Archive for November 30th, 2011


Stephan Fulle, EaP strategy and civil society

November 30, 2011

These days “civil society” doesn’t really mean “society” at all.  We should be quite honest and state that “civil society” is  defined as NGOs, academics, dissidents and everything else that is not “State” or the “hoy polloy” that constitutes the vast majority of society.

For some reason, established international political institutions in particular, have come to think of “civil society” as representing the “hoy polloy” when their voice is not being recognised by domestic politics, despite “civil society” having no democratic mandate and therefore representative of whom and how many exactly, is sometimes difficult to identify.

It is quite easy to make a case, whether it is a strong case or not, that “civil society” in a great many cases are often no more than lobby groups with narrow interests dressed up something they are not, namely representative of the unheard voice of the masses and acting on their behalf with some form of inferred majority democratic mandate and legitimacy.

Of course there is no problem with engaging with such lobby groups, even those with extremely narrow interests, as they will continue to push domestic governments in those particular areas where the EU has common interest with theirs.  Maybe my dislike for the expression “civil society” is simply based on the fact it is on occasion not civil and often  not representative of much of society either.  Maybe I am being pedantic relating to the label such groups are given, but in politics words and perception matters.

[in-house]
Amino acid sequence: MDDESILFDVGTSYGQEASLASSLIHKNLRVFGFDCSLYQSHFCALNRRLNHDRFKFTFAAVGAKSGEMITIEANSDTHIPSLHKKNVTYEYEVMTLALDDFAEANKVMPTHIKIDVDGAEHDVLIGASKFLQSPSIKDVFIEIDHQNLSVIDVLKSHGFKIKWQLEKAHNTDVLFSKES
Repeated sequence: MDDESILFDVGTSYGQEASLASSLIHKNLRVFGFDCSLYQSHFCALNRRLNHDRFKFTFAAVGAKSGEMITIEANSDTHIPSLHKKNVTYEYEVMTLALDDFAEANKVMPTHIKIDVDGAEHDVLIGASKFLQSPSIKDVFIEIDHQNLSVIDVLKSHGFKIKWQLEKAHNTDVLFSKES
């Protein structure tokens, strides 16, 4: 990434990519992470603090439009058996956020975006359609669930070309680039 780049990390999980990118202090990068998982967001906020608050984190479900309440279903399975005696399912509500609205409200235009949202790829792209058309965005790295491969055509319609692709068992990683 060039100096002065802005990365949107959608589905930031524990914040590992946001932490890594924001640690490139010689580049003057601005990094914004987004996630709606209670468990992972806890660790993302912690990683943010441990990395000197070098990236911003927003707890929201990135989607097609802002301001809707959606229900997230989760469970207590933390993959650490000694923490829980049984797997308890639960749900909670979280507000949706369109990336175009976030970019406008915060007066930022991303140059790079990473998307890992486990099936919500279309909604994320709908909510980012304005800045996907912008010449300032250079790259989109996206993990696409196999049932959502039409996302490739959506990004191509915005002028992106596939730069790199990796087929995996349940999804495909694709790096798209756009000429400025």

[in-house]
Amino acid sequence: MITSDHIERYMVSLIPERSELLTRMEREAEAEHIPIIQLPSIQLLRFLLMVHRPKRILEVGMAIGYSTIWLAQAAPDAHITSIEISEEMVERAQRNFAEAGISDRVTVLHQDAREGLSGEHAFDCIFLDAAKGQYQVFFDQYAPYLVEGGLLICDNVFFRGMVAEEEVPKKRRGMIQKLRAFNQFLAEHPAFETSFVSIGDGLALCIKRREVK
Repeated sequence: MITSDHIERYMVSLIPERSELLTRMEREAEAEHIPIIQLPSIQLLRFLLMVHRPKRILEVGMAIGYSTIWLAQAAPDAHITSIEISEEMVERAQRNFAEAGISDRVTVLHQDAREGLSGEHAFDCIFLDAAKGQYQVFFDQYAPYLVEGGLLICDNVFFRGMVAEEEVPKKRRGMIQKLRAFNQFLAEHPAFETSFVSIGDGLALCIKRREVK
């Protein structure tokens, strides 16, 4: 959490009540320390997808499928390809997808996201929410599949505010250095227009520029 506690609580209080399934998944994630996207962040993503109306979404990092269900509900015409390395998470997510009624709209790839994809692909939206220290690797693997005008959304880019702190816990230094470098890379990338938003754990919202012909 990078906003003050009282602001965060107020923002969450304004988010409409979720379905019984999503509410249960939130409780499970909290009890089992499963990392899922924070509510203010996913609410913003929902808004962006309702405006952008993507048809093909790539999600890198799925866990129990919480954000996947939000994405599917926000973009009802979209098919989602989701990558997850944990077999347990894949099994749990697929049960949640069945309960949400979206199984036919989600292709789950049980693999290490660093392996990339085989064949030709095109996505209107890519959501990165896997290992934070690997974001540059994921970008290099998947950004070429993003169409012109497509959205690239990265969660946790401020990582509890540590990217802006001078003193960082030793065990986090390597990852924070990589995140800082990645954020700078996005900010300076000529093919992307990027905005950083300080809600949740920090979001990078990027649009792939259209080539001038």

Anyway, Stephan Fulle gave a speech two days ago in Poland to “civil society” from the EaP nations.  Such was the reach of this speech to the “hoy polloy”, that there is no mention of it in the Ukrainian press, despite the fact he didn’t mention Ukraine in a good or bad way other than acknowledging it as an EaP nation!

EU politicians criticising Ukraine are often shown on Ukrainian TV, covered in the press and of course are all over the Internet on Russian and Ukrainian websites.  Ukraine has not got to the point where such things are removed from reaching the masses via State intervention.  Indeed Ukraine is a long way from that point as watching any political debate programme on TV would underline.  Such programmes are live, feisty, attract large national audiences and feature guests from political parties large and small debating with each other, questioned by the press and also by the live audience on occasion.  One could even call it vibrant.

However, returning to Mr Fulle’s speech, whilst he quite rightly identifies Belarus as the current EaP “bad boy” and in particular draws attention to the plight of Ales Byalyatski, again quite rightly, is it not strange in a speech of this kind, he fails to mention Yulia Tymoshenko, particularly as her 51st birthday was the day before and spent in a cell that the EU say she should not be in?

Was she omitted because she is classed as a politician (despite not having held a seat in the RADA for almost 2 years)?  If so then that is fair enough.  She certainly doesn’t qualify as academia or an intellectual, nor NGO or dissident which seems to be the broad definition of “civil society”.  One has to suppose that being the leader of a political party, whilst not being an MP herself, keeps her within the “political class” rather than being a civil activist or just another member of the hoy polloy.